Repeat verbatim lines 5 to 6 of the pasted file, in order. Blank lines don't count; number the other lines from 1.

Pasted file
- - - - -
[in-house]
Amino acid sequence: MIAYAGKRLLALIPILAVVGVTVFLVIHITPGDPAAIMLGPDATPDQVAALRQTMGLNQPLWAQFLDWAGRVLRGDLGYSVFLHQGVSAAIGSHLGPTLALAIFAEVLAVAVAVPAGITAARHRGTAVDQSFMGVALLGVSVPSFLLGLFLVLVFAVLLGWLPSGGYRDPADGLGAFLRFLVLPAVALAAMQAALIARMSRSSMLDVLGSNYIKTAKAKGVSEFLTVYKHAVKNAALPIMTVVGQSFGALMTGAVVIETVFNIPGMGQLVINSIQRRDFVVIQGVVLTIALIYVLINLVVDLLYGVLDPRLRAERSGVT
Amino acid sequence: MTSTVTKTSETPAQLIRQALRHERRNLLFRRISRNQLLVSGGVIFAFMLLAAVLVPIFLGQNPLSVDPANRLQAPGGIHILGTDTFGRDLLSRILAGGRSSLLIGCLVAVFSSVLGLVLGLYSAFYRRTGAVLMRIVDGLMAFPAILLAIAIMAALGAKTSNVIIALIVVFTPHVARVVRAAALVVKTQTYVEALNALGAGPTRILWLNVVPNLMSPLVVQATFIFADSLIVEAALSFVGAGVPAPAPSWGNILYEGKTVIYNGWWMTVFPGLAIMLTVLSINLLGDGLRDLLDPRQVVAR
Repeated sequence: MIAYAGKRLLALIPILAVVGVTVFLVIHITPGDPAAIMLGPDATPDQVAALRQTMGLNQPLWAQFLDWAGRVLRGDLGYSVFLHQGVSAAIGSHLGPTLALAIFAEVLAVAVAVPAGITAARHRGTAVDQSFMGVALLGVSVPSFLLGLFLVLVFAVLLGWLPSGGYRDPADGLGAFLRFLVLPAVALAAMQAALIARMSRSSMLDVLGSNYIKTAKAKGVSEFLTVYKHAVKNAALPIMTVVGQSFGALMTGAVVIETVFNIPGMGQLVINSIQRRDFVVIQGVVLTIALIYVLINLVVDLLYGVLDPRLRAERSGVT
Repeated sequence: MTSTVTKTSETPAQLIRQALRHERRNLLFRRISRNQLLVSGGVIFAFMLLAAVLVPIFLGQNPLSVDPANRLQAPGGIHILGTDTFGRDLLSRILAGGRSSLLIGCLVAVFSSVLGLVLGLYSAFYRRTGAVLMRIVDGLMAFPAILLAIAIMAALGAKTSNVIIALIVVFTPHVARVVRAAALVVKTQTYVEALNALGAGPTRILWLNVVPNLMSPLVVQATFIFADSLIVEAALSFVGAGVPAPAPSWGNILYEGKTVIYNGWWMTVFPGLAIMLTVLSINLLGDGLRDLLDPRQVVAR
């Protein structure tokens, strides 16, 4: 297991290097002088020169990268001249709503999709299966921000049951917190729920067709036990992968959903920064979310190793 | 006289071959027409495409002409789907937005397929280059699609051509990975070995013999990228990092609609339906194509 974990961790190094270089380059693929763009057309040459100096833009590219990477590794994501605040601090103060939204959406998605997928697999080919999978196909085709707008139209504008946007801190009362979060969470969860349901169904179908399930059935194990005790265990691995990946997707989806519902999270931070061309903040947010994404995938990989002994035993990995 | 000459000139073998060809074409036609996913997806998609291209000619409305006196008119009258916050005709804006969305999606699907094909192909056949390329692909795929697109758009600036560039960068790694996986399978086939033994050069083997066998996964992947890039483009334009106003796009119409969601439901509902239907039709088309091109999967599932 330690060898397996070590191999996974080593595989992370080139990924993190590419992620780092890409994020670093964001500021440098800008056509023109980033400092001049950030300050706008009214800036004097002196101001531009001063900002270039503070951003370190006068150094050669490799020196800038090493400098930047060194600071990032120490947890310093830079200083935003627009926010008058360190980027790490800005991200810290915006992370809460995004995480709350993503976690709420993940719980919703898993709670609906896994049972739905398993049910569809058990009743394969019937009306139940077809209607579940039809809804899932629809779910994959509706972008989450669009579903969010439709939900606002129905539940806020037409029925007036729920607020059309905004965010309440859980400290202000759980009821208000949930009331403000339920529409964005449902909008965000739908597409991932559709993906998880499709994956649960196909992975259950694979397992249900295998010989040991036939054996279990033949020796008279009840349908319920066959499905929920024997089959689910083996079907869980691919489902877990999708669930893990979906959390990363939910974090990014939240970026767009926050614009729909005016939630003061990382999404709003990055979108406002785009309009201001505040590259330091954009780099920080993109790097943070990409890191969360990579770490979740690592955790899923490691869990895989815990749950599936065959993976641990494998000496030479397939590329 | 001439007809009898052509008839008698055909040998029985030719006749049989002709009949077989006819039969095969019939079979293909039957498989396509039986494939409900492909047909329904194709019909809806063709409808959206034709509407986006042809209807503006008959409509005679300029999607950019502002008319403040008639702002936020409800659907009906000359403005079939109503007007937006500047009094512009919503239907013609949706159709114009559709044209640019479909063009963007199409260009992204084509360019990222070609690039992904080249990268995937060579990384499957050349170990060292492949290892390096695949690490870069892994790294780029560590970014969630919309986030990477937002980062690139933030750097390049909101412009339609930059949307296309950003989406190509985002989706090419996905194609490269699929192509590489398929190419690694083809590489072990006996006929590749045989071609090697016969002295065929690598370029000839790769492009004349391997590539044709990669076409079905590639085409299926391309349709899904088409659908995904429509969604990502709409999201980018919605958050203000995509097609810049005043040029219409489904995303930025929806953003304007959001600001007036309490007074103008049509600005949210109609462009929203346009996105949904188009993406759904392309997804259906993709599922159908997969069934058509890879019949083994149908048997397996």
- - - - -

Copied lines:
Repeated sequence: MTSTVTKTSETPAQLIRQALRHERRNLLFRRISRNQLLVSGGVIFAFMLLAAVLVPIFLGQNPLSVDPANRLQAPGGIHILGTDTFGRDLLSRILAGGRSSLLIGCLVAVFSSVLGLVLGLYSAFYRRTGAVLMRIVDGLMAFPAILLAIAIMAALGAKTSNVIIALIVVFTPHVARVVRAAALVVKTQTYVEALNALGAGPTRILWLNVVPNLMSPLVVQATFIFADSLIVEAALSFVGAGVPAPAPSWGNILYEGKTVIYNGWWMTVFPGLAIMLTVLSINLLGDGLRDLLDPRQVVAR
């Protein structure tokens, strides 16, 4: 297991290097002088020169990268001249709503999709299966921000049951917190729920067709036990992968959903920064979310190793 | 006289071959027409495409002409789907937005397929280059699609051509990975070995013999990228990092609609339906194509 974990961790190094270089380059693929763009057309040459100096833009590219990477590794994501605040601090103060939204959406998605997928697999080919999978196909085709707008139209504008946007801190009362979060969470969860349901169904179908399930059935194990005790265990691995990946997707989806519902999270931070061309903040947010994404995938990989002994035993990995 | 000459000139073998060809074409036609996913997806998609291209000619409305006196008119009258916050005709804006969305999606699907094909192909056949390329692909795929697109758009600036560039960068790694996986399978086939033994050069083997066998996964992947890039483009334009106003796009119409969601439901509902239907039709088309091109999967599932 330690060898397996070590191999996974080593595989992370080139990924993190590419992620780092890409994020670093964001500021440098800008056509023109980033400092001049950030300050706008009214800036004097002196101001531009001063900002270039503070951003370190006068150094050669490799020196800038090493400098930047060194600071990032120490947890310093830079200083935003627009926010008058360190980027790490800005991200810290915006992370809460995004995480709350993503976690709420993940719980919703898993709670609906896994049972739905398993049910569809058990009743394969019937009306139940077809209607579940039809809804899932629809779910994959509706972008989450669009579903969010439709939900606002129905539940806020037409029925007036729920607020059309905004965010309440859980400290202000759980009821208000949930009331403000339920529409964005449902909008965000739908597409991932559709993906998880499709994956649960196909992975259950694979397992249900295998010989040991036939054996279990033949020796008279009840349908319920066959499905929920024997089959689910083996079907869980691919489902877990999708669930893990979906959390990363939910974090990014939240970026767009926050614009729909005016939630003061990382999404709003990055979108406002785009309009201001505040590259330091954009780099920080993109790097943070990409890191969360990579770490979740690592955790899923490691869990895989815990749950599936065959993976641990494998000496030479397939590329 | 001439007809009898052509008839008698055909040998029985030719006749049989002709009949077989006819039969095969019939079979293909039957498989396509039986494939409900492909047909329904194709019909809806063709409808959206034709509407986006042809209807503006008959409509005679300029999607950019502002008319403040008639702002936020409800659907009906000359403005079939109503007007937006500047009094512009919503239907013609949706159709114009559709044209640019479909063009963007199409260009992204084509360019990222070609690039992904080249990268995937060579990384499957050349170990060292492949290892390096695949690490870069892994790294780029560590970014969630919309986030990477937002980062690139933030750097390049909101412009339609930059949307296309950003989406190509985002989706090419996905194609490269699929192509590489398929190419690694083809590489072990006996006929590749045989071609090697016969002295065929690598370029000839790769492009004349391997590539044709990669076409079905590639085409299926391309349709899904088409659908995904429509969604990502709409999201980018919605958050203000995509097609810049005043040029219409489904995303930025929806953003304007959001600001007036309490007074103008049509600005949210109609462009929203346009996105949904188009993406759904392309997804259906993709599922159908997969069934058509890879019949083994149908048997397996």